RETHINKING MARXISM Volume 11, Number 1 (Spring, 1999)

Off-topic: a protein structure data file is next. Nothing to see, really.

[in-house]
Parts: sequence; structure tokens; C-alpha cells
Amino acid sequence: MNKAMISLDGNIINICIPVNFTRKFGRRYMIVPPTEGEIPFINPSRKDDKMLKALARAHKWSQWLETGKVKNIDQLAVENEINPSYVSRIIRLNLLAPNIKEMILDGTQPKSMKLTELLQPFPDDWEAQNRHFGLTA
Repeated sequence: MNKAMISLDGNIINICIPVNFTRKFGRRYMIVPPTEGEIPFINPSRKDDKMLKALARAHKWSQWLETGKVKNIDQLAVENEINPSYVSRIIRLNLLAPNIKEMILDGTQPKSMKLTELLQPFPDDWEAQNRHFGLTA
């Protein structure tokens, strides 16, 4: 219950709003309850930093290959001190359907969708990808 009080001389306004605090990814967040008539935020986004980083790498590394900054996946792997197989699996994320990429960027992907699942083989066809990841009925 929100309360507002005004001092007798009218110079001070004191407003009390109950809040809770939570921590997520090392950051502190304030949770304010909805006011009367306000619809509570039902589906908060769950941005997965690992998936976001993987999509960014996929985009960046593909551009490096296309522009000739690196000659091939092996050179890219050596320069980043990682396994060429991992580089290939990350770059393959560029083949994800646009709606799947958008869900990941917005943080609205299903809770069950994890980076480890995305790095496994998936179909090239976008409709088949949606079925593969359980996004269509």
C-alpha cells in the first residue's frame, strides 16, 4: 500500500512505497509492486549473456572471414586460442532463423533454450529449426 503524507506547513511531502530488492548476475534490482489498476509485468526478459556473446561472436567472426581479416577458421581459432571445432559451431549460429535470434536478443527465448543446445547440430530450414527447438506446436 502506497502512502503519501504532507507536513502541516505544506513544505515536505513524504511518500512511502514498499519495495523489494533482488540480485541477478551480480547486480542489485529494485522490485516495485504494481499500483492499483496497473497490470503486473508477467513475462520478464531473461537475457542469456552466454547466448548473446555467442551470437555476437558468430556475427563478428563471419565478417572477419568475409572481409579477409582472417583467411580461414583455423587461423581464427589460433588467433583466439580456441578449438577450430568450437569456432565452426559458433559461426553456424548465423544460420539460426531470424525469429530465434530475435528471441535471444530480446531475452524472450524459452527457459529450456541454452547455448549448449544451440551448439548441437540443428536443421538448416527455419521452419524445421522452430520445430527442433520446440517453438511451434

In this issue we are pleased to publish Mohamed Zayanis translation of and introduction to another dimension of Henri Lefebvres most important contribution to the rethinking of Marxism: the study of everyday life. Readers are no doubt familiar with Lefebvres wide-ranging analyses of modern society, including the role of consumption, the reproduction of the relations of production, and the production of space. Here, in an essay coauthored with Catherine Régulier toward the end of his life, Lefebvre focuses his attention on the times of everyday life, on the modalities of the conflictual unity of the adventure of cyclical rhythms (so-called natural time) and the repetitiveness of linear time (associated with the capitalist regulation of production, consumption, movement, and housing). Coming to understand this "unity of diversity," a packet of polyrhythms, which characterizes both the habits and the disruptions of everyday life, is the goal of the "rhythmanalytical project" . . . Walid Raads aim was to document a photographic project organized on the eve of the civil war in Lebanon and carried out in the midst of that war in the streets of Beirut. His photoessay is going to press just as the ceasefire for another war has been announced, a war with all the death, destruction, and disorder that accompanied the one in Lebanon. While Raads project is fictional—all the names of the sponsoring organizations, its board of directors and staff, the funding sources, and the museums and galleries are fabricated—the issues he poses are quite real. Together, the text and the images invite us to examine "the constellation of relations amongst the discourses of photography, geography, nationalism, and war" . . . Does Capital yield an ethical foundation, a manifest political agenda, and a revolutionary subject? According to Vidya Ramakrishnan, this has been the traditional expectation of Marxs magnum opus. However, a rereading of volumes 1 and 2 of Capital reveals significant aporias in the relations both between agent and subject and between ethics and politics and, therefore, a different understanding of socialism in relation to capitalism. In particular, on Ramakrishnans interpretation, the labor theory of value leaves us with, at best, the agent as part-subject; it refuses the immediate identification of the worker with the revolutionary proletariat and, therefore, "the possibility of a politics that seamlessly preserves justice for the worker" . . . 12 Million Black Voices, published in 1941 and composed of Farm Security Administration photographs and a text composed by the novelist and (then) Communist Richard Wright, was an attempt to create a narrative of the evolution of black "folk" in the United States. Leigh George analyzes the volume, on one hand, as a product of the difficult and changing discussion of the relationship between race and class within the Communist Party USA during the 1930s and 1940s and Wrights own attraction to (and struggles to remain within) the party and, on the other hand, in terms of the representational structure of the photographic layout and text of the book itself. In Georges view, the volume represents an attempt—ultimately undermined by a combination of essentialist Marxism, the we/you voice of the text, and the photographic gaze of the New Deal state— to articulate the identities of racial difference and transracial solidarity . . . Andy Merrifields provocative thesis is that the relationship between human suffering and freedom links Marx to Dostoevsky—specifically, the early "existential" ideas of the Economic and Philosophical Manuscripts to the mature fiction of the "spiritual" novelist, species-being to the Underground Man. While not denying the profound differences between the "ultimate implications" of the views expressed by Marx and Dostoevsky (but, even there, he finds surprising points of convergence), Merrifield notes their shared rejection of a purely rational conception both of human beings (since, for both, humans realize themselves through suffering and desire) and of a world of human freedom (which, in neither case, is reduced to rational progress or "mathematical exactitude") . . . Alejandro Raiter is concerned with the ideological defeat of the Marxist left in Argentina and elsewhere after the fall of authoritarian military regimes. For this, he argues that Althussers concept of ideological state apparatuses needs to be supplemented by a theory of dominant and emergent discourses, by an analysis of the speech acts of Marxist groups themselves. For Raiter, the failure of Marxists to challenge the dominant discourse can be traced to their inability to question the systems of references that sustain that discourse—to change the social system of references, the prevailing "common sense," in order to inaugurate a radically different discursive formation . . . A class analysis of the charter school movement reveals opportunities for improving public education by transforming exploitative class structures—that is the novel argument developed by Ken Byrne in the first Remarx essay. Most charter schools (there are now more than 240 in the United States, and their number is growing) are organized in a capitalist manner. What founders of charter schools have failed to appreciate is the possibility of forming communist institutions, schools in which education takes place on the basis of the communal production, appropriation, and distribution of surplus labor. In fact, Byrne, using Massachusetts as a case study, develops one model of what such communist schools could look like and the advantages (especially for teachers and other school workers) it might offer . . . The second Remarx essay focuses on two conferences— one in Sardinia, the other in Naples—devoted to the political thought and action of Antonio Gramsci. Frank Rosengartens report reveals the wide-ranging and creative rethinking of Marxism that is taking place on the basis of contemporary Marxist thinkers engagement with Gramscis writings, especially the Prison Notebooks . . . G. M. Goshgarian revisits the modus operandi of the "Sokal affair" in his sharp and witty review of Impostures intellectuelles coauthored by Alan Sokal and Jean Bricmont. Goshgarian takes to task the insinuations, summary dismissals, quotations out of context, guilt by association, "gotchas," and so on that comprise Sokal and Bricmonts attack on the "intellectual dishonesty" of postmodernism and ultimately mark the book as a self-referential exericse: "a series of intellectual impostures that decries a series of intellectual impostures" . . . Writing on John Bergers Photocopies and Mary Anne Staniszewskis Believing Is Seeing, Amitava Kumar focuses our attention on the question of what might constitute revolutionary art and criticism today. The elusive answer, he suggests, lies in the style—in the engagement with the material details of both life and art and in the blurring of the boundaries between the two . . . Finally, Andrew Light reviews Norman Gerass sustained argument against Richard Rortys political philosophy in Solidarity in the Conversation of Humankind. After summarizing the ways in which Gerass critique is based on a defense of a common human nature and of realism in political philosophy (a defense with which he expresses his own sympathy), Light finds the appeal to human nature as a foundation for political theory in need of more support than Geras is able to provide.